Host City: Sarajevo, Yugoslavia
Venue(s): Skenderija II Hall, Sarajevo; Zetra Hall, Sarajevo
Date Started: February 10, 1984
Date Finished: February 14, 1984
Format: The couples were ranked on Ordinal Placement, based on judges' points, with final placement for each section determined by Majority Placements. Thus, if a skater was ranked first by a majority of the judges, that skater was placed first overall for that section, with the tiebreakers being Required Elements for the Original Set Pattern Dance, and Artistic Impression for the Free Dance. Ties were broken by a Subsequent Majority rule, i.e., if the couples were ranked for the same position by the same number of judges, Majority Placement for the next higher position for each couple determined who was ranked higher. The tiebreakers were then, in order: 1) Number of Majority Placements, 2) Total Ordinals of Majority, 3) Total Ordinals. Final placement was determined by factored placements. The placement for the Compulsory Dances was factored by 0.6 (30%), the placement for the Original Set Pattern Dance was factored by 0.4 (20%), and the placement for Free Dance was factored by 1.0 (50%). The sums of the factored placements were then used to determine final placement, with the Free Dance being the tiebreaker.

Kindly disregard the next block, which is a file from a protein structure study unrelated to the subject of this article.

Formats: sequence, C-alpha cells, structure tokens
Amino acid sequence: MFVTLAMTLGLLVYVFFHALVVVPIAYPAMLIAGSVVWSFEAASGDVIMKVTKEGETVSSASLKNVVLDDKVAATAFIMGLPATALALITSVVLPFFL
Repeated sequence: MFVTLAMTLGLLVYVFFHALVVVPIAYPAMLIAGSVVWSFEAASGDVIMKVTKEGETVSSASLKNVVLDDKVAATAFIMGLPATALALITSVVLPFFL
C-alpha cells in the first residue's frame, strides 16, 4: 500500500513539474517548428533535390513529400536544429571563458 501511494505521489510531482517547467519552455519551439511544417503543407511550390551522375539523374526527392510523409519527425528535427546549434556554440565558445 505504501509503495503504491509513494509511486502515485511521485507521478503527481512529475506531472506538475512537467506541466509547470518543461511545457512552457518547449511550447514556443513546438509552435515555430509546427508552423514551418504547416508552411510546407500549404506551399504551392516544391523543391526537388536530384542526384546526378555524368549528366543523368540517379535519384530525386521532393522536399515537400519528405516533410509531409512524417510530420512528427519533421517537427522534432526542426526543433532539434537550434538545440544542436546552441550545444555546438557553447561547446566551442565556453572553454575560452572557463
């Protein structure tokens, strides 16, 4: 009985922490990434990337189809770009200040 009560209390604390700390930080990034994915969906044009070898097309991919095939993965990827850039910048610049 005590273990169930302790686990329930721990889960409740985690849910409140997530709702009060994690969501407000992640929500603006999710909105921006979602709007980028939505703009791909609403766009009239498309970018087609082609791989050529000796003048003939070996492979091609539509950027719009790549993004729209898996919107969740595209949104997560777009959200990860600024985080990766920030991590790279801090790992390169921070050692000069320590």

It was not of a question of who would win this event, but by how much. British skaters Jayne Torvill and Christopher Dean had interrupted the Soviet dominance of pairs and dance skating by winning the Worlds in 1981-83. T&D, as they were called, were the most innovative dance couple ever. They restored British pre-eminence in this event, as it was almost completely dominated by British couples prior to it being placed on the Olympic program. At the 1984 European Championships, shortly before Sarajevo, they had won and received 18 perfect 6.0 scores for their free dance routine, performed to Ravel’s Bolero. In Sarajevo, they easily won the compulsory dance and optional set dance phases, taking a comfortable lead into the free dance. Skating again to Bolero, they mesmerized the audience with a stunning routine, for which they received 12 of 18 perfect 6s, and nine of nine for artistic impression. Two Soviet couples placed second and third, but they were hardly noticed in the frenzy over T&D’s skating.
There had been some complaints from other coaches, notably the Soviets, that the British free dance routine violated the ice dancing rules, which required skaters to use several different pieces of music. Bolero was one set piece, but its different rhythms and phases convinced the judges that it was legal. T&D turned professional after Sarajevo. When professionals were allowed to skate in international competition, they returned to win the 1994 European Championships and placed third at the 1994 Lillehammer Olympics.